How We Understand Others

A question that has long interested me is how we understand others – that is, what are the cognitive processes that underlie successful social understanding and interaction – and what happens when we misunderstand others. In philosophy and the cognitive sciences, the orthodox view is that understanding and interacting with …

Symposium on Del Pinal and Spaulding, “Conceptual Centrality and Implicit Bias”

I’m very glad to announce our latest Mind & Language symposium on Guillermo Del Pinal and Shannon Spaulding’s “Conceptual Centrality and Implicit Bias” from the journal’s February 2018 issue. Commentators on the target article include Bryce Huebner (Georgetown), Edouard Machery (Pittsburgh), Eric Mandelbaum (CUNY), Steven Sloman (Brown), and Ema Sullivan-Bissett (Birmingham). *** The term “implicit bias” is typically used refer …

Call for Papers: Expanding Perception: The Role of Touch in Comparative Psychology, IJCP Special Issue

Call for Papers: Expanding Perception: The Role of Touch in Comparative Psychology, IJCP Special Issue  In recent years, researchers have begun to include diverse modes of perception in an effort to understand cognitive and affective processes in various species. In this special issue, we are interested in an interdisciplinary account …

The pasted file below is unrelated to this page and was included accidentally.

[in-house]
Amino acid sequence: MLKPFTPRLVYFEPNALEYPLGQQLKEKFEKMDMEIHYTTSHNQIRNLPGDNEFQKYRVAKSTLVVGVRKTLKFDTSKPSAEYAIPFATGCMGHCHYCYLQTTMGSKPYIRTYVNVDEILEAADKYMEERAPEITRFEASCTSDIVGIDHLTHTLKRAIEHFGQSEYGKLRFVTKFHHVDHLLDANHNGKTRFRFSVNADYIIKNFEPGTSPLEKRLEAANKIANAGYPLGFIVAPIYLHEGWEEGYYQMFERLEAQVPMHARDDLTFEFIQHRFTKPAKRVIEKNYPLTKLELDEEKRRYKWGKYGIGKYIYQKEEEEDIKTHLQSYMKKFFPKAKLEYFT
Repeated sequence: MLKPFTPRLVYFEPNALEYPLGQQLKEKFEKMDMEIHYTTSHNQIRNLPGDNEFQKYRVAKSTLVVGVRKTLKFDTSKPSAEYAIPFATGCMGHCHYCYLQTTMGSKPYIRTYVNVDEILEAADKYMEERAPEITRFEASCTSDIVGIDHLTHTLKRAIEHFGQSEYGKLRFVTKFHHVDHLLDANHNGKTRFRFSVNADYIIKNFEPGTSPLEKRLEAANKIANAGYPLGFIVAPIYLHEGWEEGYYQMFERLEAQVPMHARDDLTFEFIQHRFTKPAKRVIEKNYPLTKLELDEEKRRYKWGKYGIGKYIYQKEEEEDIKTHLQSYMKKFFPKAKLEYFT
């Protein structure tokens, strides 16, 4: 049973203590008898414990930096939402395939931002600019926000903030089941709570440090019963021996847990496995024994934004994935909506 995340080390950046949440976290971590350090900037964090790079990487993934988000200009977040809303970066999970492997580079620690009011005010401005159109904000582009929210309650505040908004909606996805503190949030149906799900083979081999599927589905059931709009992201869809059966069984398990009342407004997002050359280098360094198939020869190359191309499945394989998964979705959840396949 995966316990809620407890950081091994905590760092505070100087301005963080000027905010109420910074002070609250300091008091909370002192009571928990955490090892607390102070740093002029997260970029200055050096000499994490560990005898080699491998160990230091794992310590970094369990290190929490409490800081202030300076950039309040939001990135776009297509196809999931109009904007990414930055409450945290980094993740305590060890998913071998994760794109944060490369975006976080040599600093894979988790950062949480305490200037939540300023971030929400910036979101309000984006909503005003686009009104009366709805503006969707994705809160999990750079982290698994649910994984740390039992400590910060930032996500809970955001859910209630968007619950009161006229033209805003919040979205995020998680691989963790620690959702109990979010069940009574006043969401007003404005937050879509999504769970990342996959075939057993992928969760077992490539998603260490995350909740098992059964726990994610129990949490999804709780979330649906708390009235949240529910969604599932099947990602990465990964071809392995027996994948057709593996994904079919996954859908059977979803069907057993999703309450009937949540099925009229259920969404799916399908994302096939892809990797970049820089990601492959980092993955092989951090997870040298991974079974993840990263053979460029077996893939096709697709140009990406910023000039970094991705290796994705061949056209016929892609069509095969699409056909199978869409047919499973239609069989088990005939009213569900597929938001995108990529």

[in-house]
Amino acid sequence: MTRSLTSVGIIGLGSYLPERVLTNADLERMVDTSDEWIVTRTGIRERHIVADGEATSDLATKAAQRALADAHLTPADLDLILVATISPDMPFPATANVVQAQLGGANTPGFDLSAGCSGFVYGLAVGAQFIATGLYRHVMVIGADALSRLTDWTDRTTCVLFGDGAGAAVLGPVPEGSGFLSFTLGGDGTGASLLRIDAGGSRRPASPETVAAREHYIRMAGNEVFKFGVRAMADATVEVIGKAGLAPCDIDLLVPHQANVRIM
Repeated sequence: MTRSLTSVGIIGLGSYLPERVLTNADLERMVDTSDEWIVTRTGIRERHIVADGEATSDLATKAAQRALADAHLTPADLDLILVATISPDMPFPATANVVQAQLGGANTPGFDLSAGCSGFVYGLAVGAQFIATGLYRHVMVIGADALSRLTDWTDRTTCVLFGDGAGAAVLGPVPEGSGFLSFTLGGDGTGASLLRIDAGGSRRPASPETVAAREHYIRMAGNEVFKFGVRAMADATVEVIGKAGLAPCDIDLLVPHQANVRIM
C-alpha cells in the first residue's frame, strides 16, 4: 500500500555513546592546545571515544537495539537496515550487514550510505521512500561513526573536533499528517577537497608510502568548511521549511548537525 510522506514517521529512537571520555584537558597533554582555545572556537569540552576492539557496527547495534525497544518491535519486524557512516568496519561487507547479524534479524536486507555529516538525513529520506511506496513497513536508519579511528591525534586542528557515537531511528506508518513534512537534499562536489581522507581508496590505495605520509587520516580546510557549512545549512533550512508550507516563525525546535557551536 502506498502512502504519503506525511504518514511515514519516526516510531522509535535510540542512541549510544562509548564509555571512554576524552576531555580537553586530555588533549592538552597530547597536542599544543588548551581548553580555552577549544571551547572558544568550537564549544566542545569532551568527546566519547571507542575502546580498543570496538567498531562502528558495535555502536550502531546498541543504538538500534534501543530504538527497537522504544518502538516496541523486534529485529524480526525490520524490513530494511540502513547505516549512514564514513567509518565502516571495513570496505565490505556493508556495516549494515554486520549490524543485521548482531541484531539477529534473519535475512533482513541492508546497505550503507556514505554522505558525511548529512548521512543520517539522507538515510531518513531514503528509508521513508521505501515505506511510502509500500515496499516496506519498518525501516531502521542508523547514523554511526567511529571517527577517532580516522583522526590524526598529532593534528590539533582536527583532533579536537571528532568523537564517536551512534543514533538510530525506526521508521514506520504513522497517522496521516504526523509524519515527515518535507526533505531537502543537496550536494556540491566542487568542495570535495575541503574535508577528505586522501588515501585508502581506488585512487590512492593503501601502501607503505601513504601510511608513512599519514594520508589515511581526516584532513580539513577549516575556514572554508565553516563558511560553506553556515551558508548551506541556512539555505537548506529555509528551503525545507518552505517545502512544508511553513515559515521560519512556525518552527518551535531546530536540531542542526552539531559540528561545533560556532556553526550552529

The 3rd Annual Minds Online Conference Starts Monday!

Mark your calendars! The conference starts Monday and runs for three weeks. The first session’s papers are already posted. Commenting for the first session starts Monday. Check out the full post for the rest of the details.

Morality, the Problem of Possible Future Selves, and Christmas Parables

In my 2016 book, Rightness as Fairness: A Moral and Political Theory, I argue that morality is a solution to a problem of diachronic rationality called ‘the problem of possible future selves.’ To simplify (very) greatly, the problem–which is partially inspired by L.A. Paul’s groundbreaking work on transformative experience–is that (A) our present …

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